Reaver’s Prize: Chapter Three


His voice snapped me out of my daze.

The sights and sounds of the world around me finally made more than just vague blurred impressions on my mind.

Ever since I was a child I had dreamed about this day, when I would meet a new, undiscovered alien species, learn their ways and culture.

It would be wonderful.

But now? 

Now I was just scared out of my mind.

The soldiers who had escorted us from the room where I’d awakened, the men standing on this platform.

The echoing hallways we’d taken in to get to this strange room, the knots of people staring at us.

A large rectangular hole took up half the space, like a mostly empty swimming pool, smooth metal sides disappearing beneath the water below.

It was dark at the bottom.

And for a moment I thought something moved in the shadows.

It all terrified me.

Except for the one they were calling Beast.

I risked another glance around in the silence that followed his words.

It wasn’t that he was any less imposing than the others.

Everyone in the room looked to be of the same species, with the same silver skin and scales, harsh planes to their face.

But my companion stood taller, broader than the rest, even larger than the man who was the obvious ruler of this place.

If that didn’t mark him as something removed from the others, his eyes did. Everyone else I could see had grey eyes, not too different from my own.

Only Beast was marked with those pools of unrelieved black.

He stood quietly, his hand still on my arm, as if he had exhausted his ability to speak with those two small words.



Then with a shock my brain replayed what he’d been responding to.

The king, whoever he was, had said ‘put it in the pit.’ 



Maybe the translator was getting it wrong.

But I didn’t think so.

The king tilted his head to the side, a slow smile loss spreading across his face revealing disturbingly sharp looking teeth.

“You’ll have to pay if you want to keep your pet. But something could be arranged.”

Beast didn’t answer, didn’t even shrug, just stood next to me, staring back at the man on the dais above us, the one with the power to command, to demand obedience.

But the Beast simply waited, and the king finally looked away.

“Fine. It should at least be interesting.”

He turned away and for the first time I noticed the  person behind him.

He’d been easy to miss, seated in a sleekly curved black chair rather than standing as the others did.

The same sort of alien, but whereas all the rest looked impossibly strong, the face of the person in the chair was drawn, his body thin, even his scales looked faded and scarred.

If he was human, I would think he’d been sick for a very long time.

Despite my fear I stopped myself.

I had no way of knowing that.

I didn’t even know if it was a “he.”

It was ridiculous to assign gender to a being that I knew nothing about.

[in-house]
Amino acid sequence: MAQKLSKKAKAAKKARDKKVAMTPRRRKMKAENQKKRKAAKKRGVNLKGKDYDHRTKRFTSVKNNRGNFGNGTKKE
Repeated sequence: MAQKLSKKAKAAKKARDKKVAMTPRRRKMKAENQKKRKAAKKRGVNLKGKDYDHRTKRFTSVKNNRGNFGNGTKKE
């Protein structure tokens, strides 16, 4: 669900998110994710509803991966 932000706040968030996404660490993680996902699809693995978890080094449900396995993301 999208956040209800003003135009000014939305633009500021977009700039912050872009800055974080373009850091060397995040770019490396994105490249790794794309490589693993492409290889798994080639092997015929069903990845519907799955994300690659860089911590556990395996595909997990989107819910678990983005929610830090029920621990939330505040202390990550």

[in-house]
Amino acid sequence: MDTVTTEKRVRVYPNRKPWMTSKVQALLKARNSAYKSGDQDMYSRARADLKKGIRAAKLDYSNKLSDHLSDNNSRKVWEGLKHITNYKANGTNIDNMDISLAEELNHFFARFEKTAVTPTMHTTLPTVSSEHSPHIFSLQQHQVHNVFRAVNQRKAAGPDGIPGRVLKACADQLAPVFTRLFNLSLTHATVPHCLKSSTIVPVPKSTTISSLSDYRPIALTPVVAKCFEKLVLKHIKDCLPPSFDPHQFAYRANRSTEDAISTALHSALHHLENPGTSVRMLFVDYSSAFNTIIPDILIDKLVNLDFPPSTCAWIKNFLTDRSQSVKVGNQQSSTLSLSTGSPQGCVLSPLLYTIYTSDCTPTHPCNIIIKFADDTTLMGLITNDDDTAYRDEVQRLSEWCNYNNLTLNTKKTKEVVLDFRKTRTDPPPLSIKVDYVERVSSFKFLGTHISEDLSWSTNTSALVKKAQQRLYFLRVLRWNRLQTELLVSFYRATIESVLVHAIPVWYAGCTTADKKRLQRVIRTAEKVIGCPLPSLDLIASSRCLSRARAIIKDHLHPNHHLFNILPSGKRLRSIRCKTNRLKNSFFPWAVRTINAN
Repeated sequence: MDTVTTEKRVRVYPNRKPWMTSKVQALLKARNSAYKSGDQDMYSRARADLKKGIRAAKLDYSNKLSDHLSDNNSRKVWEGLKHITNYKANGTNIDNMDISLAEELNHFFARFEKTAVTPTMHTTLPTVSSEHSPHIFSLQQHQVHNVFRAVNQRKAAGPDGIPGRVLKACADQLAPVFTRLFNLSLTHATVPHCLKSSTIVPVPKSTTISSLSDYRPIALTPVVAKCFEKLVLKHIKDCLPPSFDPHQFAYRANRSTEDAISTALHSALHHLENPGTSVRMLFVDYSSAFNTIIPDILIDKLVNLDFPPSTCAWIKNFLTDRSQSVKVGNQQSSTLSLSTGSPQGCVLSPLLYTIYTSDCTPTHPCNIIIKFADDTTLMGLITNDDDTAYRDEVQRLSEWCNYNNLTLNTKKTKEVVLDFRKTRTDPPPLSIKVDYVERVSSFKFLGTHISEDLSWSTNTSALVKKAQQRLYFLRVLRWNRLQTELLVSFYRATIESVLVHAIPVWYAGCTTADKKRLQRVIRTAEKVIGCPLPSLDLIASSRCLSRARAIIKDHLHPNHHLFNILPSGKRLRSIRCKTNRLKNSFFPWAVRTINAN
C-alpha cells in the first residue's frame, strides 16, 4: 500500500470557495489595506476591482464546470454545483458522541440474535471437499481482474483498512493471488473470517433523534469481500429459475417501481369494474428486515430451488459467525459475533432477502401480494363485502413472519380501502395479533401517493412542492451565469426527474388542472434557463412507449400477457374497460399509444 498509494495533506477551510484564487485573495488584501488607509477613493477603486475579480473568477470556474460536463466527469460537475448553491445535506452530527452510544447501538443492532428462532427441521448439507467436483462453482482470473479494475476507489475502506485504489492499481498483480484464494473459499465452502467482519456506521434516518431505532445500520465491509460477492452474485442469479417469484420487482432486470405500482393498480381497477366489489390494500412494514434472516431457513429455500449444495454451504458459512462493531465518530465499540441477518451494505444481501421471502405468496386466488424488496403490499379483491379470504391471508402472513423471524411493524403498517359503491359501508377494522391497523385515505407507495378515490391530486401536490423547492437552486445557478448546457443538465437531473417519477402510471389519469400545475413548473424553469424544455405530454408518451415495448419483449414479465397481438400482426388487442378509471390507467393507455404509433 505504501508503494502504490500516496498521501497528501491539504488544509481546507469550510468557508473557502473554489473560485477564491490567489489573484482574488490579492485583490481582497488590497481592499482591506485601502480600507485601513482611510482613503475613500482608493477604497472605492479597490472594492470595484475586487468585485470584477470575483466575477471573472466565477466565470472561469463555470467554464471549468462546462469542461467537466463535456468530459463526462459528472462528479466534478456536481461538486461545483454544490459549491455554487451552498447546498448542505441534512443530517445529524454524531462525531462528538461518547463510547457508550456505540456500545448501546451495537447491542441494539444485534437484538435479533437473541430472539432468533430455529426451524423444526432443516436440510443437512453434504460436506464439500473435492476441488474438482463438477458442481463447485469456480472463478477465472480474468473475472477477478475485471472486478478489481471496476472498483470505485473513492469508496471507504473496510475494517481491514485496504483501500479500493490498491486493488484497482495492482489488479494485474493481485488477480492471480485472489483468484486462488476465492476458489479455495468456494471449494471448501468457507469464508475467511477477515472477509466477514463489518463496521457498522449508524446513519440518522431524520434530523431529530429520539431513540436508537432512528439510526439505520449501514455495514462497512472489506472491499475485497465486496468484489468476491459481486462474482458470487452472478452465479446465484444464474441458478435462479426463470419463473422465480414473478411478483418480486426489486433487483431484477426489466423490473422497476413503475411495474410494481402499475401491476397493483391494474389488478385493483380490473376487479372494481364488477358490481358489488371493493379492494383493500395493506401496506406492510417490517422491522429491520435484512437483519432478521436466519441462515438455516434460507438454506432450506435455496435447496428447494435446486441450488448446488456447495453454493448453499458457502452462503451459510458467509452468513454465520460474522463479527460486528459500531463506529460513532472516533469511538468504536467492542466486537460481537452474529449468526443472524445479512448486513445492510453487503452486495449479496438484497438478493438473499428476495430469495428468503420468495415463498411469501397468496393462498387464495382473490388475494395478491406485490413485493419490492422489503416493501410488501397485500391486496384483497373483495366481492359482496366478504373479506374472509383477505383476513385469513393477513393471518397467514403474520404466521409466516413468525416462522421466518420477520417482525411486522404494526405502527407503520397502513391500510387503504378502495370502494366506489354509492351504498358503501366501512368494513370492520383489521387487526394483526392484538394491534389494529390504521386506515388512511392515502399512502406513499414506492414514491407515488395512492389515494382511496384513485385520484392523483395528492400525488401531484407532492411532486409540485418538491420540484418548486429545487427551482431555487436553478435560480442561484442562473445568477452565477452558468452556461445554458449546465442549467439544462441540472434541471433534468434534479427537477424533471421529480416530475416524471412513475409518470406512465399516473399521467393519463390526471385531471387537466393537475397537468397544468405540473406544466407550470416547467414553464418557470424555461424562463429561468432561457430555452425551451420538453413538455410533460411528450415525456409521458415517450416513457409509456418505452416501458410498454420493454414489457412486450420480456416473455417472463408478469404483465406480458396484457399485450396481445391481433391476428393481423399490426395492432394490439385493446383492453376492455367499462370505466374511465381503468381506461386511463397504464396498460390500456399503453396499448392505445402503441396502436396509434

The Xornians of Rekalda Two had seven different genders, and a multitude of configurations for family life and reproduction.

But still, Beast felt male, and strangely, so did everyone else in the room.

“Double them.” The king didn’t sound amused any more. 

“My Lord Isar…” the man in the chair protested, then his shoulders slumped.  Lips pressed tightly together, he tapped at a tablet in his lap.

The grind of machinery, then splashing from the pit below.

A moment of tension ran through Beast, then instantly suppressed.

Whatever was down there wasn’t good.

The sounds drew my attention despite my fear, like the shapeless things of nightmares.

You know you shouldn’t look, but you can’t help it.

I shouldn’t have looked.

Through a gate in the side of the pit four creatures stalked through the water.

Like sharks.

If sharks walked upright, and had four arms instead of fins.

But the same grey and blue mottled skin. 

The same nearly featureless, pointed faces.

The same flat look in their eyes.

And the same horrible rows of teeth.

Lights flicked on all around the edge of the pit, and I saw what had been waiting in the shadows.

Another four of the monsters.

“Bring it here.”

The soldier next to us pointed a wicked looking short spear at Beast’s chest while the other grabbed my arm, pulling me forward. 

Stay silent.

His voice again, I would have sworn it.

They forced me up the platform, placed me next to the man in the chair.

But all the while my mind was spinning.

Beast had spoken again, hadn’t he?

But no one else had heard him.

My eyes fixed on his, the blackness of his gaze pulling me in until I could almost feel him next to me.

Without turning away, he stepped backward, towards the edge of the pit.

My heart leapt to my throat and I leaned forward, only to be stopped by a hand around my wrist.

Startled, I looked down. The man in the chair didn’t look at me, just shook his head a tiny fraction.

The message was clear.

Whatever was happening here, I couldn’t do anything about it.

“What do you think of my latest design?” the king, Lord Isar, whatever, was back to smiling. It didn’t make me feel a bit better.

Beast’s only answer was another step backwards, closer to the edge, the brightness around the pit like a spotlight on him.

Unlike the rest of the men, he wasn’t in any sort of uniform.

They all wore dark pants and boots, the jackets with the stripes of color that even now part of my brain wondered the meaning of.

They all carried weapons. Knives and swords, short spears.

All except for Beast.

Barefooted, his only clothing was a ragged pair of pants torn at the knees.

 No colors. No weapons.

Nothing but his stillness.

“Don’t you want to keep your pet?” Isar tilted his head, looked around at the other men, now all avidly watching the scene as it played out before them.

Don’t watch.

And then with that same silence wrapped around him, Beast took a final step backwards, and dropped out of sight.

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